On Dec. 8, the national office of Right at Home is hosting a free webinar, “Understanding Parkinson’s: Tips for Disease Management,” featuring Becky Dunlop, Associate Director and Instructor of Neurology at a National Parkinson Foundation Center of Excellence. Dunlop has worked with Parkinson’s disease patients for more than 20 years and will explain the differences between idiopathic Parkinson’s disease and parkinsonism; the motor and non-motor symptoms of Parkinson’s; and pharmacological, surgical and allied team treatments of Parkinson’s disease. Designed for health professionals and family caregivers, the webinar will be held at 3 p.m. Eastern, 12 p.m. Pacific. To register, click here.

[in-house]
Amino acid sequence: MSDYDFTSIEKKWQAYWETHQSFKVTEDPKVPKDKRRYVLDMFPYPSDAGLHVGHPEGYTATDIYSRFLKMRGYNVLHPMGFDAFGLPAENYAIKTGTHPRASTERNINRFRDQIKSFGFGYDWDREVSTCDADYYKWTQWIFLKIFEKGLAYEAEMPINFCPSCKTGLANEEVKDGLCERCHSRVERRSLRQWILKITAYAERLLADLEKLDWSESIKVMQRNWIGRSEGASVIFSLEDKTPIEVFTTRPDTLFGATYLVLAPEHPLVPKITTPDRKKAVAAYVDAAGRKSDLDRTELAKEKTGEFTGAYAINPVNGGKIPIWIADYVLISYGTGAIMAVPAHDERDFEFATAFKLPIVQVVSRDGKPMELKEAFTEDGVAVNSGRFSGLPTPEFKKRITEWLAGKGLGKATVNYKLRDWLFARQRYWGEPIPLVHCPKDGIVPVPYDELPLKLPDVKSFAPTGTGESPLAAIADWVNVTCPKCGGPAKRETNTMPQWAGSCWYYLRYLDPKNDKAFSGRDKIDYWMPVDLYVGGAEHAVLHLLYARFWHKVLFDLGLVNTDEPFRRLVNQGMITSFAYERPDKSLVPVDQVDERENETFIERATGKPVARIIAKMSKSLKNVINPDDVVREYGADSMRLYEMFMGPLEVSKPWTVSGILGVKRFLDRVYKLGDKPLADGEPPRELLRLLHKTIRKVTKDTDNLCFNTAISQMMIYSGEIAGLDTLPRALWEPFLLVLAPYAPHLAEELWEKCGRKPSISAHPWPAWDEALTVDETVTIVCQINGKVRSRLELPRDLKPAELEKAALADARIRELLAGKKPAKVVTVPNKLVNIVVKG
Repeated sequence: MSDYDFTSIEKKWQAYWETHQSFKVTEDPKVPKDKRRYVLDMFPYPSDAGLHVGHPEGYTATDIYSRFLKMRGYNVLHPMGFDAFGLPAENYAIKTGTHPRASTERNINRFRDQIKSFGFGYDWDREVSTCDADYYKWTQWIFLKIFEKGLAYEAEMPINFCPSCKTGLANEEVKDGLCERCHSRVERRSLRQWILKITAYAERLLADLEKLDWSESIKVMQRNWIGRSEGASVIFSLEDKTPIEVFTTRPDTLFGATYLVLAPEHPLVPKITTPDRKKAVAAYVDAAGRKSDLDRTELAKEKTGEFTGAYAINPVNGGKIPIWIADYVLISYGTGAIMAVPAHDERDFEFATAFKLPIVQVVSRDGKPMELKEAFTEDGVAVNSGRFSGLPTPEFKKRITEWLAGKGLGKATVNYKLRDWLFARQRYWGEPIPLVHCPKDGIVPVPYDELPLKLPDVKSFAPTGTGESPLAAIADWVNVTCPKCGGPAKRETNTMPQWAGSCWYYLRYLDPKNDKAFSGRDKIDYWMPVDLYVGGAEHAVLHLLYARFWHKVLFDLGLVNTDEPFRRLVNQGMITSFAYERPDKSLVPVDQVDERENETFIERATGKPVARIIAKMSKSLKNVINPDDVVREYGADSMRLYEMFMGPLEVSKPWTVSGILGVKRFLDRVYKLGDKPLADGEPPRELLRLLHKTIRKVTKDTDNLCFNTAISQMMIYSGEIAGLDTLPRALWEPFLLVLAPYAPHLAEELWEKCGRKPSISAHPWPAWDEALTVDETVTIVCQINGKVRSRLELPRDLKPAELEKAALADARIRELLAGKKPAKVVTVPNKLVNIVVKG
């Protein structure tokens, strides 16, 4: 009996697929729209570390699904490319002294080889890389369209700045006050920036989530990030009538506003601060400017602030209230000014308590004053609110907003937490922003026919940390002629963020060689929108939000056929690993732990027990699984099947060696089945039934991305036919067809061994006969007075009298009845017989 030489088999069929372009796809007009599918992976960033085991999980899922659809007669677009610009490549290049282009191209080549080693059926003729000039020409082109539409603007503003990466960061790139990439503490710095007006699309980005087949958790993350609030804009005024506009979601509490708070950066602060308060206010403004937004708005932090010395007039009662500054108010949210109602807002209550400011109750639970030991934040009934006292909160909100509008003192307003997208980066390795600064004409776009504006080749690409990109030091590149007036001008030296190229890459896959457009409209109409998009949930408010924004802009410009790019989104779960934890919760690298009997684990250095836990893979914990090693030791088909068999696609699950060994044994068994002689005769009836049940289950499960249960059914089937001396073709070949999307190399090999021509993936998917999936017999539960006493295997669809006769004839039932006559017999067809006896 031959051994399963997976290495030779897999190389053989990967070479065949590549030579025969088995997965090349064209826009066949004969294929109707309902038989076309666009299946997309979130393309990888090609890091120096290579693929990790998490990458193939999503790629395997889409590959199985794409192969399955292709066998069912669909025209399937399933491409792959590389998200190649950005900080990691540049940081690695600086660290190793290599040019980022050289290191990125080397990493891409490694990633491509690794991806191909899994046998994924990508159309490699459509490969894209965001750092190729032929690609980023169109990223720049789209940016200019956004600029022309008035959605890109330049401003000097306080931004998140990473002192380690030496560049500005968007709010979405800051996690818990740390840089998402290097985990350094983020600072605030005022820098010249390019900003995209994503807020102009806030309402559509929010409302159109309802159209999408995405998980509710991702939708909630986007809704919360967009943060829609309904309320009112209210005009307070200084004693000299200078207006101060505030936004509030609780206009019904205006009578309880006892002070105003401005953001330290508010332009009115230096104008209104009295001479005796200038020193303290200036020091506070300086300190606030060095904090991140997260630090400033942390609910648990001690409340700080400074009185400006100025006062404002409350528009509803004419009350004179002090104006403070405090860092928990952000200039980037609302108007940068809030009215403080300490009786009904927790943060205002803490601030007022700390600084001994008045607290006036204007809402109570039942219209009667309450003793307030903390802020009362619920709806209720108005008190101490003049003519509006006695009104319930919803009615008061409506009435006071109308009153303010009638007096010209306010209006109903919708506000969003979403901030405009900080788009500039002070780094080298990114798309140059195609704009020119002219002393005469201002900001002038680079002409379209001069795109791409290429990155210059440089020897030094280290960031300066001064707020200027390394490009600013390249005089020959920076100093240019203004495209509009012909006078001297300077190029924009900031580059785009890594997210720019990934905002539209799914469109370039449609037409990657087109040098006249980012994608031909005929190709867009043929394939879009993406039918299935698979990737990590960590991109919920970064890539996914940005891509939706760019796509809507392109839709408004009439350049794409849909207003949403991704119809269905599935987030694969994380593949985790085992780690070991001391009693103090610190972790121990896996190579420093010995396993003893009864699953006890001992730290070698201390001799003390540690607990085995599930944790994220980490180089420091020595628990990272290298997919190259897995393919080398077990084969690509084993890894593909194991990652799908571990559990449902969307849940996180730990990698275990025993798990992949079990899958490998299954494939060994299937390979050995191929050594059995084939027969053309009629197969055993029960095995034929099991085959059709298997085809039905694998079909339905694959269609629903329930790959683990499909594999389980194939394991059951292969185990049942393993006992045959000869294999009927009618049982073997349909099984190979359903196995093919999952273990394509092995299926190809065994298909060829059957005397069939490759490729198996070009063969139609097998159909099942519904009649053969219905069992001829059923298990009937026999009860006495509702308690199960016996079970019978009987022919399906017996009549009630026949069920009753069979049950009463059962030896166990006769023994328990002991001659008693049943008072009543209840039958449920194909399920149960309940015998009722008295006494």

For additional information on Parkinson’s disease resources, contact the National Parkinson Foundation at parkinson.org or 1-800-4PD-INFO (473-4636), and the Parkinson’s Disease Foundation at pdf.org or 800-457-6676.

About Right at Home

Founded in 1995, Right at Home offers in-home companionship and personal care and assistance to seniors and disabled adults who want to continue to live independently. For more information on Right at Home, visit About Right at Home at http://www.rightathome.net/about-us

The Santa Clara County office of Right at Home is a locally owned and operated franchise office of Right at Home, Inc., serving the communities of Santa Clara County. For more information, contact Right at Home of Santa Clara County at www.rightathome.net/santaclara 408.496.0833 or